The percent without health insurance of Butler County, PA was 8.40% for 18 to 64, all races, both sexes and all income levels in 2014. The percent without health insurance of Cumberland County, PA was 9.90% for 18 to 64, all races, both sexes and all income levels in 2014.
Percent Uninsured by Income Level
Percent Uninsured by Race
Health and Health Insurance Datasets Involving Cumberland County, PA or Butler County, PA
- API data.nj.gov | Last Updated 2018-06-07T18:24:35.000Z
This is a report for all the relevant columns of PA - Amount Allocated, Obligated, Paid- broken down by program, project, county and municipality.
Successful Naloxone Reversals by Law Enforcement Years 2014 - June 2018 County Drug and Alcohol Programdata.pa.gov | Last Updated 2018-09-14T18:18:17.000Z
This dataset reports number of successful naloxone reversals by police officers, as self-reported by municipal police departments, Capitol Police, and Pennsylvania State police. The data is stratified by county and by year. Note that there is no legislation mandating that law enforcement report naloxone reversals to DDAP; these data represent voluntary self-reports from departments. NA - Not applicable. No FIPS code or county code exist for Pennsylvania State Police and Capitol Police. Also, counties labelled “NA” do not have municipal police departments and are only covered by Pennsylvania State Police.
- API data.pa.gov | Last Updated 2018-09-19T17:29:44.000Z
Persons enrolled in Medical Assistance (Medicaid) for a given month. Includes Temporary Assistance for Needy Families (TANF), General Assistance (GA), Disabled, & Waiver categories.
- API data.pa.gov | Last Updated 2018-08-27T15:19:26.000Z
This dataset reports number of calls, number of intakes by individuals seeking treatment (also broken down by male vs. female callers), number of warm-line connections made, and resources received by callers from hotline staff since the inception of Pennsylvania’s Get Help Now Hotline, text line, and chat line in November 2016. Starting March 2018, this dataset also reports the drug (or drug class) of concern by callers for each Pennsylvania County and totals for the Commonwealth. Total Intakes is also reported by Pennsylvania County. When a field is blank the information is not available; these data were not collected at the time of the phone call.
Individuals with Medical Assistance (MA) receiving Medical Assisted Treatment (MAT) CY 2015-2016 County Human Servicesdata.pa.gov | Last Updated 2018-09-04T17:45:38.000Z
This dataset contains the count of individuals with Medical Assistance coverage (MA) receiving any form of MAT (Medication assisted treatment) by case county. The counts cover calendar years 2015 and 2016.
- API data.pa.gov | Last Updated 2018-08-13T18:42:54.000Z
The Quarterly Census of Employment and Wages (QCEW) dataset provides information about the number of establishments within a geographic area by industry as well as the average number of employees and average weekly wages paid. QCEW is the universe of employment covered under Pennsylvania’s unemployment insurance laws. QCEW employment is based on the location of the position not where the person resides.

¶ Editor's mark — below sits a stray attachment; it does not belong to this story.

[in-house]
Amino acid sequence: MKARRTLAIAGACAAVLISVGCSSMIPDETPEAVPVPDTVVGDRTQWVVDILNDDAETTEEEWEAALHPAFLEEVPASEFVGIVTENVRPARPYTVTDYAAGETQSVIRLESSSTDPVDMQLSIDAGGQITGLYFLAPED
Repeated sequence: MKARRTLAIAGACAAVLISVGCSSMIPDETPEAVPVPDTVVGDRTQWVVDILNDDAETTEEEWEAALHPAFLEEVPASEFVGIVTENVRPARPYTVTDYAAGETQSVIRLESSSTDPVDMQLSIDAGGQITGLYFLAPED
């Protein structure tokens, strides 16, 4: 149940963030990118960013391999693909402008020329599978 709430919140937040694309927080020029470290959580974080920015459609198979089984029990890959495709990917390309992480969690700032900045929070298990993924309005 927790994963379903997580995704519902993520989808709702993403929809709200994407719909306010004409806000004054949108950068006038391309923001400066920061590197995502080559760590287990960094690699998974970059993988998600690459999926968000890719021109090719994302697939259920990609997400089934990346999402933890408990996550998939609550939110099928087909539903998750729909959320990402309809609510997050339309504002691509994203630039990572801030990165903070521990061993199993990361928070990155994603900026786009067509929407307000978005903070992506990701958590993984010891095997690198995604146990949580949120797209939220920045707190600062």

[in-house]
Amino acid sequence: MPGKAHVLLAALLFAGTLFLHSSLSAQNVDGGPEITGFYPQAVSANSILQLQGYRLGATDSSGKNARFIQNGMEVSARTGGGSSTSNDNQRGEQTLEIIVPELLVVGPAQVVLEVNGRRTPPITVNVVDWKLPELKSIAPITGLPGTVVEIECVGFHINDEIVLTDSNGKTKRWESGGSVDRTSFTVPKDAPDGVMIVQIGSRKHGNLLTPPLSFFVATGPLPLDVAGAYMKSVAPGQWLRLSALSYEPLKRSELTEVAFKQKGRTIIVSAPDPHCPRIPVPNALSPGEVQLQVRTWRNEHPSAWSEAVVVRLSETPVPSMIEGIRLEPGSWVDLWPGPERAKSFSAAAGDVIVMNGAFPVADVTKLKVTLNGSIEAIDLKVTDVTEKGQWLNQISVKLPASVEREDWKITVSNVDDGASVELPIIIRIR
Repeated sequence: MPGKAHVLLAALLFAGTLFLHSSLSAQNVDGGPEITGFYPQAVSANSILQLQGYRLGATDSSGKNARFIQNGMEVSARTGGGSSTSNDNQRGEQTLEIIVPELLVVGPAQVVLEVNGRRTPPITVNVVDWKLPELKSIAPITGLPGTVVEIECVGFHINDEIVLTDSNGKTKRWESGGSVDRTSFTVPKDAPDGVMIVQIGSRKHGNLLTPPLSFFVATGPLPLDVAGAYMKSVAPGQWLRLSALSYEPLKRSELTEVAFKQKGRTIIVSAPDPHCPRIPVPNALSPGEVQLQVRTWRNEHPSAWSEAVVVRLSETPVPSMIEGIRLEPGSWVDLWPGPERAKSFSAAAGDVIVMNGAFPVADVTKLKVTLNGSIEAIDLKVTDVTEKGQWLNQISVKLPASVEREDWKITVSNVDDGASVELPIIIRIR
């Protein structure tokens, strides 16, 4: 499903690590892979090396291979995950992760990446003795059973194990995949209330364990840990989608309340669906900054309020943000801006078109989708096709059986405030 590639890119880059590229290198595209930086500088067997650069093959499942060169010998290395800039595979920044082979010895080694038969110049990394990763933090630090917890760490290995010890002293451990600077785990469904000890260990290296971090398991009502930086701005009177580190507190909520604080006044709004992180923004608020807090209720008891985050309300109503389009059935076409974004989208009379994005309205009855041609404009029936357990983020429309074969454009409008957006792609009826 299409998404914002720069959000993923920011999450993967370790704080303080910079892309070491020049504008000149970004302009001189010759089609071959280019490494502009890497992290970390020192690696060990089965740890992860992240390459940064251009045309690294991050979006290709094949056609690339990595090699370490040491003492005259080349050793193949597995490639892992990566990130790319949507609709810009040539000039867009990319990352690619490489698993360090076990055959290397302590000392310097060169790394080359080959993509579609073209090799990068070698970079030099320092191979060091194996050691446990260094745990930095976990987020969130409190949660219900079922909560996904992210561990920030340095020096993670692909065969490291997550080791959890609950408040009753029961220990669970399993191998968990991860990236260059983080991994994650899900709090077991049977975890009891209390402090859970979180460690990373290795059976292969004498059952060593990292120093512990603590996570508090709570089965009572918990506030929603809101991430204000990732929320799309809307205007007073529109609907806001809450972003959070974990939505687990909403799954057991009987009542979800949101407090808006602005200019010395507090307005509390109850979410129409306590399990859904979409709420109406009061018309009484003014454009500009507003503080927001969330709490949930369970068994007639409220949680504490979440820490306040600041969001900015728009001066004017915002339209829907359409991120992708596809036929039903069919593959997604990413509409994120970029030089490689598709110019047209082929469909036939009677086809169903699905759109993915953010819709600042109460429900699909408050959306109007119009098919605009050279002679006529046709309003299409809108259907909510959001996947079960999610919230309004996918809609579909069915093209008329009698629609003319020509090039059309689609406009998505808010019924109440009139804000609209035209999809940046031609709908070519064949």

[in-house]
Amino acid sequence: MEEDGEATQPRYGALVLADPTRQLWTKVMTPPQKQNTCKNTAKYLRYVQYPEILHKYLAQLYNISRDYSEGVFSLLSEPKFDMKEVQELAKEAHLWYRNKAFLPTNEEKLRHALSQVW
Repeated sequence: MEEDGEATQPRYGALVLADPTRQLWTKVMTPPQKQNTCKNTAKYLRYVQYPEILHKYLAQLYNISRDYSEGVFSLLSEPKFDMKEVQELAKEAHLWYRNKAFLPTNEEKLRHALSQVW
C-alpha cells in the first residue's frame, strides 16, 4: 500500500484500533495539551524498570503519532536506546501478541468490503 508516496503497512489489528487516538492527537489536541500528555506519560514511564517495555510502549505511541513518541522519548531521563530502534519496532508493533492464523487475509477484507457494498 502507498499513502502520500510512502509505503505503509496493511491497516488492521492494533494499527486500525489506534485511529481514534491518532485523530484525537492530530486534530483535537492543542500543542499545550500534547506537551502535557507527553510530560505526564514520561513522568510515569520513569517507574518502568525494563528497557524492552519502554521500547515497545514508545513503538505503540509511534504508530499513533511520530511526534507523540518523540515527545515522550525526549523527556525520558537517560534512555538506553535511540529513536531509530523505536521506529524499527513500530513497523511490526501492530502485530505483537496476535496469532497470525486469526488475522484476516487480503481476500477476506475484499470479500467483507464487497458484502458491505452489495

- API data.pa.gov | Last Updated 2018-07-25T18:50:47.000Z
This data is pulled from the U.S. Census website. This data is for years Calendar Years 2009-2014. Product: SAHIE File Layout Overview Small Area Health Insurance Estimates Program - SAHIE Filenames: SAHIE Text and SAHIE CSV files 2009 – 2014 Source: Small Area Health Insurance Estimates Program, U.S. Census Bureau. Internet Release Date: May 2016 Description: Model‐based Small Area Health Insurance Estimates (SAHIE) for Counties and States File Layout and Definitions The Small Area Health Insurance Estimates (SAHIE) program was created to develop model-based estimates of health insurance coverage for counties and states. This program builds on the work of the Small Area Income and Poverty Estimates (SAIPE) program. SAHIE is only source of single-year health insurance coverage estimates for all U.S. counties. For 2008-2014, SAHIE publishes STATE and COUNTY estimates of population with and without health insurance coverage, along with measures of uncertainty, for the full cross-classification of: •5 age categories: 0-64, 18-64, 21-64, 40-64, and 50-64 •3 sex categories: both sexes, male, and female •6 income categories: all incomes, as well as income-to-poverty ratio (IPR) categories 0-138%, 0-200%, 0-250%, 0-400%, and 138-400% of the poverty threshold •4 races/ethnicities (for states only): all races/ethnicities, White not Hispanic, Black not Hispanic, and Hispanic (any race). In addition, estimates for age category 0-18 by the income categories listed above are published. Each year’s estimates are adjusted so that, before rounding, the county estimates sum to their respective state totals and for key demographics the state estimates sum to the national ACS numbers insured and uninsured. This program is partially funded by the Centers for Disease Control and Prevention's (CDC), National Breast and Cervical Cancer Early Detection ProgramLink to a non-federal Web site (NBCCEDP). The CDC have a congressional mandate to provide screening services for breast and cervical cancer to low-income, uninsured, and underserved women through the NBCCEDP. Most state NBCCEDP programs define low-income as 200 or 250 percent of the poverty threshold. Also included are IPR categories relevant to the Affordable Care Act (ACA). In 2014, the ACA will help families gain access to health care by allowing Medicaid to cover families with incomes less than or equal to 138 percent of the poverty line. Families with incomes above the level needed to qualify for Medicaid, but less than or equal to 400 percent of the poverty line can receive tax credits that will help them pay for health coverage in the new health insurance exchanges. We welcome your feedback as we continue to research and improve our estimation methods. The SAHIE program's age model methodology and estimates have undergone internal U.S. Census Bureau review as well as external review. See the SAHIE Methodological Review page for more details and a summary of the comments and our response. The SAHIE program models health insurance coverage by combining survey data from several sources, including: •The American Community Survey (ACS) •Demographic population estimates •Aggregated federal tax returns •Participation records for the Supplemental Nutrition Assistance Program (SNAP), formerly known as the Food Stamp program •County Business Patterns •Medicaid •Children's Health Insurance Program (CHIP) participation records •Census 2010 Margin of error (MOE). Some ACS products provide an MOE instead of confidence intervals. An MOE is the difference between an estimate and its upper or lower confidence bounds. Confidence bounds can be created by adding the margin of error to the estimate (for the upper bound) and subtracting the margin of error from the estimate (for the lower bound). All published ACS margins of error are based on a 90-percent confidence level.